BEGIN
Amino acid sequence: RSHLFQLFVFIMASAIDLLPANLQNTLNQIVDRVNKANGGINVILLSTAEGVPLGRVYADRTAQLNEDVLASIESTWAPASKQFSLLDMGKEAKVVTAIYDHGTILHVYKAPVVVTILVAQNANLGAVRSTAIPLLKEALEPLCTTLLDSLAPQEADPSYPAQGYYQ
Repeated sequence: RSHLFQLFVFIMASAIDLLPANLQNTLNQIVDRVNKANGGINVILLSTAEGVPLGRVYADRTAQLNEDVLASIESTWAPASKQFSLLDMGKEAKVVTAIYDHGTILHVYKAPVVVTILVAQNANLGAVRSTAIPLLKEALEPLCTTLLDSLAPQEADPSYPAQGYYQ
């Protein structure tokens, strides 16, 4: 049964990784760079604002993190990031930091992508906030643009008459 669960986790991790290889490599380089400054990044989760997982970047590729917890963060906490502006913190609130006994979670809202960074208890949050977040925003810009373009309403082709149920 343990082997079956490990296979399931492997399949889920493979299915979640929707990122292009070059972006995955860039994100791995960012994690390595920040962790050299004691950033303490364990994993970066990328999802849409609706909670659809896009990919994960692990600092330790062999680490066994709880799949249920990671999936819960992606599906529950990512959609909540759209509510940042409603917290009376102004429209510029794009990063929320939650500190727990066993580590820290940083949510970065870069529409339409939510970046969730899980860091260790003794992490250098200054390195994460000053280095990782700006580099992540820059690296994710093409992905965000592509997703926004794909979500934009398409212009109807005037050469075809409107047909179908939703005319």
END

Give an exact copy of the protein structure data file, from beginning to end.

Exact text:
Amino acid sequence: RSHLFQLFVFIMASAIDLLPANLQNTLNQIVDRVNKANGGINVILLSTAEGVPLGRVYADRTAQLNEDVLASIESTWAPASKQFSLLDMGKEAKVVTAIYDHGTILHVYKAPVVVTILVAQNANLGAVRSTAIPLLKEALEPLCTTLLDSLAPQEADPSYPAQGYYQ
Repeated sequence: RSHLFQLFVFIMASAIDLLPANLQNTLNQIVDRVNKANGGINVILLSTAEGVPLGRVYADRTAQLNEDVLASIESTWAPASKQFSLLDMGKEAKVVTAIYDHGTILHVYKAPVVVTILVAQNANLGAVRSTAIPLLKEALEPLCTTLLDSLAPQEADPSYPAQGYYQ
């Protein structure tokens, strides 16, 4: 049964990784760079604002993190990031930091992508906030643009008459 669960986790991790290889490599380089400054990044989760997982970047590729917890963060906490502006913190609130006994979670809202960074208890949050977040925003810009373009309403082709149920 343990082997079956490990296979399931492997399949889920493979299915979640929707990122292009070059972006995955860039994100791995960012994690390595920040962790050299004691950033303490364990994993970066990328999802849409609706909670659809896009990919994960692990600092330790062999680490066994709880799949249920990671999936819960992606599906529950990512959609909540759209509510940042409603917290009376102004429209510029794009990063929320939650500190727990066993580590820290940083949510970065870069529409339409939510970046969730899980860091260790003794992490250098200054390195994460000053280095990782700006580099992540820059690296994710093409992905965000592509997703926004794909979500934009398409212009109807005037050469075809409107047909179908939703005319």